But what's the color telling you? Brown cooler and blue hotter? With different colors on two pipes, is that really a LOT of temp difference, or is this just a minor difference in temp, added to the fact that two pipes might have bit of difference in the amount of plating, etc. The pretty colors don't disturb me, but don't want to drive about with technicolor pipes if some damage is going on behind the scenes...just taking the coloring off, isn't curing the basic reason for it. And if it means a great difference in temp, it would seem more important to take care of that before getting hot a bothered about a bit of glow in the dark chrome. :roll:
 

worntorn

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hewho, as I mentioned above, I would look to timing as the most likely cause of pipe discolouration. If the spark is too far retarded from ideal then more flame occurs in the exhaust rather than in the combustion chamber causing greater heat in the pipes and sucking power away from the power stroke. That's the theory and in my experience it proves correct. Everytime I have had timing get too far retarded the blue shows up.

I bought a second Vincent Rapide a couple of years ago. It is in beautiful shape, completely redone thru and thru, but it had not been run in nearly ten years. The seller, Leo and I agreed on a price but I insisited that I hear the bike run before payment. When I arrived at his place for the running demo, Leo and another fellow had the bike outside and were vigorously attempting to kickstart it as they had been for about an hour.The bike had just 550 miles on it since the resto and the pipes were new with perfect chrome. Just as I walked up the bike fired up, but it would only run at about 3000 rpm. It sounded dreadful and the pipes turned blue in a just a minute or so of running. I told them to shut it off and that I would buy the bike.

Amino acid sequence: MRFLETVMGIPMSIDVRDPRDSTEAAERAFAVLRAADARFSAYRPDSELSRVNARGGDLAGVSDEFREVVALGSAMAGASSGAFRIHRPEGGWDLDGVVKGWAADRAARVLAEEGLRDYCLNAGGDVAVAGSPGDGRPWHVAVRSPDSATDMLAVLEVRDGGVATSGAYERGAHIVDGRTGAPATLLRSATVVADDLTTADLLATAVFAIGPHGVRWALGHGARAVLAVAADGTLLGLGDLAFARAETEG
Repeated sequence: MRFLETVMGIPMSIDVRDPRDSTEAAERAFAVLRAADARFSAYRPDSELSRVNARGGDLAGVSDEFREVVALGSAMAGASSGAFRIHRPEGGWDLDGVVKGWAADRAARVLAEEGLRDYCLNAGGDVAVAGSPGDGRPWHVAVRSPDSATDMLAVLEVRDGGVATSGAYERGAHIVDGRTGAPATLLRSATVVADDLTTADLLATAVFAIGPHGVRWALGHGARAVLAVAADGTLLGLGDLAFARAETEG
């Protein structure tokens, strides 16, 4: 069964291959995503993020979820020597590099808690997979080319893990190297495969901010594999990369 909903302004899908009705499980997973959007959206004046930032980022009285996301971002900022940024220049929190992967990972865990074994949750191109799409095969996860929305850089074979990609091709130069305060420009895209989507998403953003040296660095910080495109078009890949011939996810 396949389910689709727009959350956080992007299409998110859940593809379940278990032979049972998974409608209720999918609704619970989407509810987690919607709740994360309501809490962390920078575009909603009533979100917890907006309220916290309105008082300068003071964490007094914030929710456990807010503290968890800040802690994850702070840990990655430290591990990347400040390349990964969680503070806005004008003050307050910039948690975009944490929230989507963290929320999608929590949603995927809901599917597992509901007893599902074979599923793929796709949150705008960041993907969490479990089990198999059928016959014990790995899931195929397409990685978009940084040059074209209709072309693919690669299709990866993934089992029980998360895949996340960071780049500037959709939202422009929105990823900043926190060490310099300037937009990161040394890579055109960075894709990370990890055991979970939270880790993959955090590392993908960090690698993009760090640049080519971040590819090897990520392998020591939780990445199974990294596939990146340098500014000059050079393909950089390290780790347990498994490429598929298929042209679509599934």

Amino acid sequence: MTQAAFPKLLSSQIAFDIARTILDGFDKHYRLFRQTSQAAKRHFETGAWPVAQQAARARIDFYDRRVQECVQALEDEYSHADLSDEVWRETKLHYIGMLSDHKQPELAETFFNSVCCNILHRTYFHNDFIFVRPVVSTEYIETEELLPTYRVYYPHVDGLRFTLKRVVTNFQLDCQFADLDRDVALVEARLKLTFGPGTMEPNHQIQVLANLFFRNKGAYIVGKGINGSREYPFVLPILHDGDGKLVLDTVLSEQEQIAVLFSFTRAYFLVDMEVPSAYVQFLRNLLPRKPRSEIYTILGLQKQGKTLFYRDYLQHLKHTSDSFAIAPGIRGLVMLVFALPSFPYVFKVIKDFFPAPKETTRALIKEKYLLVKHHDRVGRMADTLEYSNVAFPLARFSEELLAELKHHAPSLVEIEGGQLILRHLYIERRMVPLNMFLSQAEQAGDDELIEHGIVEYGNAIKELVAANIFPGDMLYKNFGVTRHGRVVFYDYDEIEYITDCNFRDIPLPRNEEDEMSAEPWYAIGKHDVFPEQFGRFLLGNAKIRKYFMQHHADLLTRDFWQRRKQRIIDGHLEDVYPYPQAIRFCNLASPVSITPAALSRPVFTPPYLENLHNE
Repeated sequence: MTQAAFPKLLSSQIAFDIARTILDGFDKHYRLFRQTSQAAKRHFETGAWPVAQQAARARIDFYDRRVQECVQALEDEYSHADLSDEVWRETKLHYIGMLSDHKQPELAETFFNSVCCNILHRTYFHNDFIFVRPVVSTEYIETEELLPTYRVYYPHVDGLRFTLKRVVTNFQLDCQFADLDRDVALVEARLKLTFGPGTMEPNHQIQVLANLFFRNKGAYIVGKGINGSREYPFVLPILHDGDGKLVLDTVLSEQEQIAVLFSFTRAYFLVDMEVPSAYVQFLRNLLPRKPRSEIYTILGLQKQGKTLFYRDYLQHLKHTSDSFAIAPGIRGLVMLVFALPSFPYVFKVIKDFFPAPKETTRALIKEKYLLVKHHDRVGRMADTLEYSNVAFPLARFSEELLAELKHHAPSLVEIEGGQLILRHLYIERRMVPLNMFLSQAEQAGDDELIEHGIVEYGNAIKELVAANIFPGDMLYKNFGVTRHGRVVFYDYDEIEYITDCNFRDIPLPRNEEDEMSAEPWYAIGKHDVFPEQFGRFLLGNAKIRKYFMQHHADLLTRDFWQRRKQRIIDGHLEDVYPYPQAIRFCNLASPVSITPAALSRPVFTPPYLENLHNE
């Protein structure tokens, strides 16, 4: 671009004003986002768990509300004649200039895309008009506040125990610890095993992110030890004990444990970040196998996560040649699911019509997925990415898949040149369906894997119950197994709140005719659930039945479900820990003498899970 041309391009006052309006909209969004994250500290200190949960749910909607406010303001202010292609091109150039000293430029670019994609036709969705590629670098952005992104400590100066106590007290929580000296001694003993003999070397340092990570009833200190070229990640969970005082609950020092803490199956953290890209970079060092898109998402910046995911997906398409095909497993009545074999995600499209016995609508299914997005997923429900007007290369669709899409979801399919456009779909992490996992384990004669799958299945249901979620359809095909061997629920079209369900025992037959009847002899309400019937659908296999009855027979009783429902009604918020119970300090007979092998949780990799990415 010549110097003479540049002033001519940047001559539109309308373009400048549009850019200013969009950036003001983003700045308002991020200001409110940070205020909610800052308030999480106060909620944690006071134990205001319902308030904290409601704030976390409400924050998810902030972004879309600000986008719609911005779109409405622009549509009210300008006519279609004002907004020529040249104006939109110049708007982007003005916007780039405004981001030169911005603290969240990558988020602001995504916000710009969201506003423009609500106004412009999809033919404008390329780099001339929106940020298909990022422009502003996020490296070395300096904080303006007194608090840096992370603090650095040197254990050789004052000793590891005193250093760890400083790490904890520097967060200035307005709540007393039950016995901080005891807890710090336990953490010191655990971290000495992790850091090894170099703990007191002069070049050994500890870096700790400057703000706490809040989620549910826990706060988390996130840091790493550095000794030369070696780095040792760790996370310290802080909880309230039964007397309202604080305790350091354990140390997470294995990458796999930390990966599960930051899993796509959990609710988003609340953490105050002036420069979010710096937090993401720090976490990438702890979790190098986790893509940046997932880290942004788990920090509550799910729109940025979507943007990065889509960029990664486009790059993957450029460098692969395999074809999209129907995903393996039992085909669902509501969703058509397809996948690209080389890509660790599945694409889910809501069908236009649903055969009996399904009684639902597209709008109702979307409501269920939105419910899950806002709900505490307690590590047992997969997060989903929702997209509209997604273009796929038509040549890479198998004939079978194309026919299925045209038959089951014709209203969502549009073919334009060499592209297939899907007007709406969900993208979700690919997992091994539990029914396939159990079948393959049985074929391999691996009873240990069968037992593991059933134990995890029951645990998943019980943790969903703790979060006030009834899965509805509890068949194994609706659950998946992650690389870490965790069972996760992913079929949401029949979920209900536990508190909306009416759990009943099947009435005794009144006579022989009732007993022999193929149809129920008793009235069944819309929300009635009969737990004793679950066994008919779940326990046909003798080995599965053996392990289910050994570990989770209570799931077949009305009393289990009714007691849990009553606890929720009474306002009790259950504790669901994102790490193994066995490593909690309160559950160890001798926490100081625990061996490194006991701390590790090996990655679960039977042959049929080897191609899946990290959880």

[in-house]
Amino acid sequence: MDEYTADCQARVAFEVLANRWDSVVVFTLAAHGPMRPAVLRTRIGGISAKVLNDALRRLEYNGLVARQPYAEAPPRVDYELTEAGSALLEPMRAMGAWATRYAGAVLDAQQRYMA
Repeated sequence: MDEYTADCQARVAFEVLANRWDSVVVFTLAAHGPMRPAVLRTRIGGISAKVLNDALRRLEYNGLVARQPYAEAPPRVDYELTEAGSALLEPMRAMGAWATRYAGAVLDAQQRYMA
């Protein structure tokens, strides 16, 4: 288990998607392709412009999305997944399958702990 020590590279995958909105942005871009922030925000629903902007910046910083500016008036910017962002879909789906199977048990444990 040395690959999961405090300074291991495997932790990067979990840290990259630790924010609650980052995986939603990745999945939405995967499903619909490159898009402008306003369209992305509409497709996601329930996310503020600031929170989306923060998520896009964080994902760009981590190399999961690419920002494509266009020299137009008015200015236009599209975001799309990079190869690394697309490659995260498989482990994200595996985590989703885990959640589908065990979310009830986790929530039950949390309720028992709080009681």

It turned out that the fellow helping had been hired as a mechanic to help Leo, who was mechanically inert (worse than mechanically inept) get the bike to run. I later regretted having insisted that I hear the bike run before purchase. They had many things wrong, the worst of which was the timing. They could easily have set it too far in advance and holed a piston. They really had no idea of what they were doing.
They were also using ether to get the bike to fire. I don't care for this practice. If a gas engine needs ether to help it start, something needs putting right.

When the bike would not start right away the helper decided to "reset" the ignition timing, which was probably spot on before they messed with it as it had been set by the very talented fellow who did the resto. Leo's helper mechanic had the timing retarded by a mile, I'm still not sure how the bike managed to start and run at all. It would only run at higher RPM where the auto advance gave it enough advance that it could run in a fashion.

It took one entire evening of hard labour to remove the most of blueing on the pipes although some of it still remains today.
 
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Temper Colors
Plain Carbon Steel Only
English Color Text Fahrenheit Color Celsius
Pale yellow 2 420° 216°
Very pale yellow 1 430° 221°
Light yellow 1, 2, Straw 3 440° 227°
Pale straw-yellow 1, Straw 3 450° 232°
Straw-yellow 1, 2 460° 238°
Deep straw-yellow 1, 3 470° 243°
Dark yellow 1, Light orange 3 480° 249°
Yellow-brown 1, Orange 3 490° 254°
Brown-yellow 1, 3, Bronze 2 500° 260°
Spotted red-brown 1, Dark Brown 2 510° 266°
Brown with purple spots 1, 2 520° 271°
Light purple 1, 2, Purple 3 530° 277°
Full purple 1, Purple 2 540° 282°
Dark purple 1 550° 288°
Full blue 1, 3 560° 293°
Dark blue 1, Blue 2 570° 299°
Dark blue 2 590° 310°
Pale blue 3
Light blue 2 610° 321°
Greenish blue 2, Grey 3 630° 332°
Light blue 1 640° 338°
Steel grey 2 650° 343°
English Colour Text Fahrenheit Colour Celsius
Converted temperatures rounded to nearest degree.